10. The Big Parade (1925)
King Vidor brought World War I back home to America on a typically epic scale. Like Michael Cimino and The Deer Hunter 50 years later, his interest lay in showing war’s grievous impact back home, but he threw in some thunderous battles, too, to show what doughboys had faced at the front. Vidor’s silent spectacular was one of the highest grossing film of its time and earned plaudits from veterans for its depiction of the Battle Of Belleau Wood in 1918.
11. Lawrence Of Arabia (1962)
David Lean’s great desert epic doesn't need much introduction, but the wartime history it depicts might. Those mahoosive camel charges and wrecked troop trains, so breathtaking on the big screen, don’t always tally with events (the Bedouin attack on Aqaba in 1917 was, in reality, a much smaller affair), but Lean’s epic dragged the much-neglected Arab Revolt and Middle East campaign into the popular consciousness. It’s long, sure, but its inner complexities justify ever moment of its runtime.
12. Oh! What A Lovely War (1969)
Richard Attenborough’s first directorial feature is an enduring satire of the war. A musical, it uses the songs of the time to chart the conflict from origins to armistice, ending with a single shoot that lingers long in the mind - a sea of British graves stretching endlessly across a verdant landscape. The ensemble cast was a Who’s Who of British thesps (Bogarde! Gielgud! Olivier! Redgrave! Another Redgrave!), but it’s John Mills’s portrayal of General Haig, playing leapfrog as the casualty figures pour in, that best captures the madness. Not subtle, but certainly powerful.
13. Aces High (1976)
Basically R.C. Sherriff’s play, Journey’s End, fitted with twin machine-guns and a propeller, this bleak British war film is set in the air but soaked in the fatalism of the trenches. Malcolm McDowell is the hard-drinking Stanhope figure, trying to hold his nerve, keep his squadron together and live up to the hero worship of newbie pilot Peter Frith. If you’re familiar with the play, you’ll know that things don’t end well for his RFC pilots, including nervy Simon Ward and old salt Christopher Plummer, as a series of spectacular dogfights does for them all. In contrast to propaganda flicks like Sergeant York, Aces High takes notions of heroism and drops a bomb on them.
14. Gallipoli (1981)
The film that launched Peter Weir and Mel Gibson onto the international stage, Gallipoli shows the war from Australia’s point of view, culminating in the futile, bloody Battle Of The Nek against the Turks. Weir freights it with political meaning – the Anzacs are sent over the top while the Brits sip tea on the beach – as well as raw emotion. It’s become a key statement of Australia’s national identity, as well as a seminal anti-war film.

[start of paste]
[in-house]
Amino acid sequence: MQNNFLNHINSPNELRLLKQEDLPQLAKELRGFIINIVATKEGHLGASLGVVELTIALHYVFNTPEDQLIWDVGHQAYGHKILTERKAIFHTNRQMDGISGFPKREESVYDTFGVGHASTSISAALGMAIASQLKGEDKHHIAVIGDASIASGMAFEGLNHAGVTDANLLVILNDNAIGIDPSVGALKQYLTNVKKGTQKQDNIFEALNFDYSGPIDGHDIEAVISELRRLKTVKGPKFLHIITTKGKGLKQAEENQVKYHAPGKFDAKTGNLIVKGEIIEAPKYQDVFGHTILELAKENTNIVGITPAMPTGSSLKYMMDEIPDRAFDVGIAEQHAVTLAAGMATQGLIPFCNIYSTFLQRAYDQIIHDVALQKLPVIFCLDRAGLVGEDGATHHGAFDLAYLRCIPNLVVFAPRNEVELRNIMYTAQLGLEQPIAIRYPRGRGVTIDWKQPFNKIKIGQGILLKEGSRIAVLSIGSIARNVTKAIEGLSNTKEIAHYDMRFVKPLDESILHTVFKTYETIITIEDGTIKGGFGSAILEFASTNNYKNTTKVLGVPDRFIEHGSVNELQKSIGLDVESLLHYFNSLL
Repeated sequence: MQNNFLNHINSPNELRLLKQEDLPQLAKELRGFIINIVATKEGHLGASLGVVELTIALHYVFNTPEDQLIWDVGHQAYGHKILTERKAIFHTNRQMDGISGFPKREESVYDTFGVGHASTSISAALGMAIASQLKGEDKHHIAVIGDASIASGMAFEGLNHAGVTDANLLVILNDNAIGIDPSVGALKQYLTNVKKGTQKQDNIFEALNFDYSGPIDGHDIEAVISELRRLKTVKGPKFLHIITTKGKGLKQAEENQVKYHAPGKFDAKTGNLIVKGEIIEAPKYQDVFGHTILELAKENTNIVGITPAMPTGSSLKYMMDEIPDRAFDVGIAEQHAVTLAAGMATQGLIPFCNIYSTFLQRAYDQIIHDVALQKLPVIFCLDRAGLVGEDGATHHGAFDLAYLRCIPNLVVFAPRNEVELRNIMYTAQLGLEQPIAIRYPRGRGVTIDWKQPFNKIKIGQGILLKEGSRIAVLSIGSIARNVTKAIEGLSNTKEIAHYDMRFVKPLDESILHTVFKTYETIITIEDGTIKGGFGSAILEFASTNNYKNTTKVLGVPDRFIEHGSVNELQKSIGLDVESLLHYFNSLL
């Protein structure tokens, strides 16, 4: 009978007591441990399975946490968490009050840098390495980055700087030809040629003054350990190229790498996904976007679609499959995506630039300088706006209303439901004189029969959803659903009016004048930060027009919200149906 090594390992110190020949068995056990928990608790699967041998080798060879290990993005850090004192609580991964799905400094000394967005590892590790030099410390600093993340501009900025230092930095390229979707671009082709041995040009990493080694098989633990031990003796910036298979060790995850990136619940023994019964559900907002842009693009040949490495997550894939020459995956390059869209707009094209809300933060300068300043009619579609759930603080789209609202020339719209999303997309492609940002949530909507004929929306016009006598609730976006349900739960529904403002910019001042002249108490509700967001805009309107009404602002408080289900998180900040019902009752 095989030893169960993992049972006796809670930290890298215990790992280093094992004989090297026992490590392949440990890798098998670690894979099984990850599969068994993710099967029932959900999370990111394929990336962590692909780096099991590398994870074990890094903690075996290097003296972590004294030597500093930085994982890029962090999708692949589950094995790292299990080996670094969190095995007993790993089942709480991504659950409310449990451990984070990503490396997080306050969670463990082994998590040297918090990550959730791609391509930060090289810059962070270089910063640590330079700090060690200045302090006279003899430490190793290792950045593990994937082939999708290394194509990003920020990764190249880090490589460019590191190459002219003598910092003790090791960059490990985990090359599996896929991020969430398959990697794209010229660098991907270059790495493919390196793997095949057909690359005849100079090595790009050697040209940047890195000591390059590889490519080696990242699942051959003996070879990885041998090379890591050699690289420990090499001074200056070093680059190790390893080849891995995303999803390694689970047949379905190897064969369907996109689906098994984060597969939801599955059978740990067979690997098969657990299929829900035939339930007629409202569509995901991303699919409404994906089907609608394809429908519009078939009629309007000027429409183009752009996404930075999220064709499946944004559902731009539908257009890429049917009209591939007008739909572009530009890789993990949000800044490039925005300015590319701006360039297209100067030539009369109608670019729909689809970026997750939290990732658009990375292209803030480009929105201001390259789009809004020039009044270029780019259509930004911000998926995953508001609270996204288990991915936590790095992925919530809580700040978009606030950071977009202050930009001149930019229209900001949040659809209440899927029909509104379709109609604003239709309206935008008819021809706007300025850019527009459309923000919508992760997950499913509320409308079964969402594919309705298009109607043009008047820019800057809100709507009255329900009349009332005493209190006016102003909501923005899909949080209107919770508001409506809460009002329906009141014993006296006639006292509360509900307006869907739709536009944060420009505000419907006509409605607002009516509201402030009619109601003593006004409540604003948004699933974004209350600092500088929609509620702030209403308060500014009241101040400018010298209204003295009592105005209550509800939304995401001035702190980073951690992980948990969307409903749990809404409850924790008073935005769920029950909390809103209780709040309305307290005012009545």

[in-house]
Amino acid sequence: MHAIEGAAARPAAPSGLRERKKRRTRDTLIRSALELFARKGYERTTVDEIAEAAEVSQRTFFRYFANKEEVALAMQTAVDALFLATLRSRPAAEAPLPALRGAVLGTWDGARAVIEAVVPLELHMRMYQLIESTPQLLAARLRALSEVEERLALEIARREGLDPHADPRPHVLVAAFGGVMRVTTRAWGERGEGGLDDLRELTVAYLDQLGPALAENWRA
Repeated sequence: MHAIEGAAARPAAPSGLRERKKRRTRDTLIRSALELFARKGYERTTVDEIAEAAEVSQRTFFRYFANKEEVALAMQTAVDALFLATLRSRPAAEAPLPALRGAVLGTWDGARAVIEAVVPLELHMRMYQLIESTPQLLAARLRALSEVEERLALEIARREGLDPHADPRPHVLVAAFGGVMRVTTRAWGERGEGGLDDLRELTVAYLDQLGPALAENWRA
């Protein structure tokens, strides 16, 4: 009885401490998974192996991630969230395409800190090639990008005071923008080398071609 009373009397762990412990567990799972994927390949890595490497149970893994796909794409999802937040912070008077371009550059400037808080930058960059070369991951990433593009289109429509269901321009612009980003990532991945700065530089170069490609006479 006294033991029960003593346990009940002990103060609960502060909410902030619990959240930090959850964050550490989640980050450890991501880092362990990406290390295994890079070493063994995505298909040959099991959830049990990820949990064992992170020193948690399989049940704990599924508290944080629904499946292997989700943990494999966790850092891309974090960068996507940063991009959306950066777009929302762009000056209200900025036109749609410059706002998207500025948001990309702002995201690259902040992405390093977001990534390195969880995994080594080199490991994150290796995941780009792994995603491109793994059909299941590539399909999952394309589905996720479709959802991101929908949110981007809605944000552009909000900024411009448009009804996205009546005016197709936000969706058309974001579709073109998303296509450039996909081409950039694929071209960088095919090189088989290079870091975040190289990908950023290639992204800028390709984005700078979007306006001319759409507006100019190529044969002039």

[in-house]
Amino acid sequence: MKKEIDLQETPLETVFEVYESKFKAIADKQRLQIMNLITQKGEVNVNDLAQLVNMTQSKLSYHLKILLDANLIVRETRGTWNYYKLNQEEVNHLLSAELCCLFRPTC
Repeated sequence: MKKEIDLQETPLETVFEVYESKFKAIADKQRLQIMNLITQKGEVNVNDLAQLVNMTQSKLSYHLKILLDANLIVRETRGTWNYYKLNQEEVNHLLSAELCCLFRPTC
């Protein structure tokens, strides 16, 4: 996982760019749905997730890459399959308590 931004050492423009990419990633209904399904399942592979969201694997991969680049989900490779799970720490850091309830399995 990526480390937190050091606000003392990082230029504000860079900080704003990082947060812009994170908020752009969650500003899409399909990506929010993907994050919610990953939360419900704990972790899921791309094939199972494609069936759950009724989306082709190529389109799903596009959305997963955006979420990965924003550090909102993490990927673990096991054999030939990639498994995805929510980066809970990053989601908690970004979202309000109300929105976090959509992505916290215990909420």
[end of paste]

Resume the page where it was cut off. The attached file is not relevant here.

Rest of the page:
15. Regeneration (1997)
Both elegiac and gut-wrenching, Regeneration should have led on to bigger things for director Gillies MacKinnon. Sadly this moving adaption of Pat Barker’s Booker-winning trilogy never found an audience. More’s the pity: from its opening, an lingering overhead shot that impassively absorbs the full horror of no-man’s land, to subtle character studies of war poets Siegfried Sassoon (James Wilby) and Wilfred Owen (Stuart Bunce), it’s a brilliant exploration of trench warfare’s brutal impact on the psyche. As compassionate neurologist William Rivers, Jonathan Pryce is a far cry from the High Sparrow.
16. The Trench (1999)
Novelist William Boyd’s first film is set in the nervous lull before the first day of the Somme. It’s an unusual perspective on the bloodiest day in British history, showing the huge tension soldiers endured in the prelude to the big push and examining the nature of comradeship in the trenches. The platoon of stock characters, Cillian Murphy, Daniel Craig and Ben Whishaw among them, owes something to Sherriff’s Journey’s End, and Peter Weir’s Gallipoli has its freeze-frame ending pillaged, but it’s an earnest and ultimately heartbreaking microcosm of Britain’s costliest battle.
17. A Very Long Engagement (2004)
A love story, mystery and war film all wrapped Jean-Pierre Jeunet’s magical-realist touch, A Very Long Engagement harks back to the behind-the-lines love stories of Big Parade, Wings and Four Horsemen Of The Apocalypse, as well as the outrage of Paths Of Glory. There’s the mindless folly of frontal attacks, shellshock, exploding airships, artillery fire and barbed wire as far as the eye can see, with Jeunet depicting the blithe disregard for casualties that became a feature of the war. Credit to production designer Aline Bonetto whose recreation of the Somme battlefields (and 1920s France) earned her an Oscar nomination.
18. The African Queen (1951)
John Huston’s adaptation of C. S. Forester’s novel is more romance than war flick, but it does dip a toe into the croc-infested waters of the German East Africa campaign. The Congo setting is a world away from the morass of the Western Front, with mozzies for mud and rapids rather than artillery to worry about, but the Germans, village-burning bounders to a man, are every bit as detestable as the World War II Nazis Bogart faced in Casablanca. Bogey and Katharine Hepburn’s impromptu mission to sink a German gunboat was a construct of the story, but it was inspired by the real Battle for Lake Tanganyika in 1915.
The Imperial War Museum’s Real To Reel: A Century Of War Movies runs from July 1 to January 8, 2017.